Thanks for your support, everyone who answered my request for their favorite “as-yet-Unknown author” by naming me. But I think I’d like to mention three other nominees in particular: Charles Martin, Lynn Austin and Assaf Gavron.
I must say, I love y’all’s taste.
AFA Journal Editor Randall Murphree, renowned for his insights into novels as well as news, suggested Martin, who has written The Dead Don’t Dance, Wrapped in Rain and When Crickets Cry among others. And with When Crickets Cry under my belt, I anticipate reading the others.
“I wish every fiction lover could discover Charles Martin,” Randall wrote and he made sure I did by mailing me his own copy of When Crickets Cry.
Writing When Crickets Cry in first-person point of view, Martin drills deep into the psyche of his protagonist and other characters and you feel what they feel — deeply. Their aspirations are yours, their challenges yours, their desperation yours.
One distinction of a good book is when you hope its characters return in a sequel. It’s apparently not happening here, but I expect Charles Martin meets, even exceeds, expectations in other offerings.
Thank you, Charles.
Jewish Jewels cofounder and president Neil Lash recommended Austin, whose historical biblical novels are “great writing and give real insights into the Bible and the people who are in it, like Isaiah and the kings of Israel,” Neil said.
The first one of Austin’s books I look forward to reading is Keepers of the Covenant, in which she “weaves together the struggles and stories of both Jews and Gentiles, creating a tapestry of faith and doubt, love and loss.”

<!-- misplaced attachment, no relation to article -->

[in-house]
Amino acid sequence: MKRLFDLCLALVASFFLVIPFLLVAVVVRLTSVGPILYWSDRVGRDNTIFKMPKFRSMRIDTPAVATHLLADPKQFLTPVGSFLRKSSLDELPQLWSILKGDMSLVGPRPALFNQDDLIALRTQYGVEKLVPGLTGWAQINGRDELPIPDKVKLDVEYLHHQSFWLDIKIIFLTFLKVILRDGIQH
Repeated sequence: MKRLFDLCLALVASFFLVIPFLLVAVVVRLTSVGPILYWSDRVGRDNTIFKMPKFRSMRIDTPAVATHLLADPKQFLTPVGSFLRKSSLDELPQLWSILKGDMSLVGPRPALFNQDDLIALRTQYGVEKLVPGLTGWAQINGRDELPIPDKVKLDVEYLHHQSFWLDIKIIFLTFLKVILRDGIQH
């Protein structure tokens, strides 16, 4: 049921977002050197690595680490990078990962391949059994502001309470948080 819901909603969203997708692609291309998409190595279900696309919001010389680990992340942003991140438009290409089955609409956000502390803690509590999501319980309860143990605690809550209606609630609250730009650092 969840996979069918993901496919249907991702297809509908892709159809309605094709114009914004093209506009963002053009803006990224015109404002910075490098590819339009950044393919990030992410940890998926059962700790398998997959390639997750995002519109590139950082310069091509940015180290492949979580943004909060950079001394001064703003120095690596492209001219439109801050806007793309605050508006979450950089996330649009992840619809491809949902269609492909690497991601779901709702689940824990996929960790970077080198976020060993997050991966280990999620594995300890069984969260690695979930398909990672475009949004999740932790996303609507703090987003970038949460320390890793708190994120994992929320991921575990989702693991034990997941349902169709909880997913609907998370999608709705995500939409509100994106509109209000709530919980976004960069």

After that will come Austin’s On This Foundation, following Nehemiah, the cupbearer to Persian king Artaxerxes who gives him permission to lead a rebuilding of Jerusalem’s wall — never anticipating all the dangers that await him on his arrival.
MaryAnn Gilbert’s choice of well-known Israeli author (but who’s heard of him in America?) Assaf Gavron is intriguing.
Gavron’s The Hilltop, translated into English by Steven Cohen, is celebrated in Israel. It is a deeply true but fictional story of a hilltop settlement in the West Bank, otherwise known as Judea and Samaria.
Gavron invites readers into the homes, lives and faith of Israeli settlers who create, inhabit and defend their settlements while attempting to live in peace with Arab neighbors and the politics of Israel.
“We follow the reasoning and choices of those who stay, those who leave, visit elsewhere and return, and those who visit and leave for a place more suited to their comfort zone,” MaryAnn said.
She added, “It is a fascinating read for someone like me who has visited Israel so many times, followed its history since a child and wondered endlessly about this very thing — the ‘settlements’ which really are not that but either incipient cities or cities already.”
Sounds like fascinating reading!
Please take my recommendation, folks, and visit the works of these three authors… and, by the way, investigate authors not on the bestseller lists, won’t you?